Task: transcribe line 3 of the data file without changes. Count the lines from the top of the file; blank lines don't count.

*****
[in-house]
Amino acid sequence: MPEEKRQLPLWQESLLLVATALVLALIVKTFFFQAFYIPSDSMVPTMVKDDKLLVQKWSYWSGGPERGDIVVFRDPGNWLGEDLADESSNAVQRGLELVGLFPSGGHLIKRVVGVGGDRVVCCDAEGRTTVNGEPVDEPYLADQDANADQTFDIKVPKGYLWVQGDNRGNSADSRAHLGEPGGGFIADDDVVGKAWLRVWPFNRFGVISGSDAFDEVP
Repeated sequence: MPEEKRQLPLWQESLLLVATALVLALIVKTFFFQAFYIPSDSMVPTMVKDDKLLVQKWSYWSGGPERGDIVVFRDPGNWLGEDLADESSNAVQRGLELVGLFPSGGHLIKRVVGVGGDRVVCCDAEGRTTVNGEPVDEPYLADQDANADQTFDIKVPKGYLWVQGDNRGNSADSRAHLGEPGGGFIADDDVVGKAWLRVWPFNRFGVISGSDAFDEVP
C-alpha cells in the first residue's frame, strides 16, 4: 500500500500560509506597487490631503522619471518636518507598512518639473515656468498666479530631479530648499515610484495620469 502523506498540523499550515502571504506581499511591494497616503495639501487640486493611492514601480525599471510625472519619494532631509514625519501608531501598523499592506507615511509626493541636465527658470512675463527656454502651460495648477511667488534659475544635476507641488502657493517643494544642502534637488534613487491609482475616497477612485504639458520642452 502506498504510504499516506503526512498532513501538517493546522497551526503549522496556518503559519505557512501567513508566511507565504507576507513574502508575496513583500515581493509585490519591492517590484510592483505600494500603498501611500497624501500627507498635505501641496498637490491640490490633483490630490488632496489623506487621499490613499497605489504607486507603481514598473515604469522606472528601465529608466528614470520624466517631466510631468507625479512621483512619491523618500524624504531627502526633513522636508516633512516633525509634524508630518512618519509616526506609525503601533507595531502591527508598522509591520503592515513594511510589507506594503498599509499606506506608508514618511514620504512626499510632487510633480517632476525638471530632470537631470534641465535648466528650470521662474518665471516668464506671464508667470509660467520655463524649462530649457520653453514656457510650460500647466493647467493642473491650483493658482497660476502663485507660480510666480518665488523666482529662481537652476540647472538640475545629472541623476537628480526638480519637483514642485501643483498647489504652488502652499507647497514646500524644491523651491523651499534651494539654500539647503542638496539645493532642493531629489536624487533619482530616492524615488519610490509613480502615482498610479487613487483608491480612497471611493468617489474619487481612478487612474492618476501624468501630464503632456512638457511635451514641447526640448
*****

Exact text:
Repeated sequence: MPEEKRQLPLWQESLLLVATALVLALIVKTFFFQAFYIPSDSMVPTMVKDDKLLVQKWSYWSGGPERGDIVVFRDPGNWLGEDLADESSNAVQRGLELVGLFPSGGHLIKRVVGVGGDRVVCCDAEGRTTVNGEPVDEPYLADQDANADQTFDIKVPKGYLWVQGDNRGNSADSRAHLGEPGGGFIADDDVVGKAWLRVWPFNRFGVISGSDAFDEVP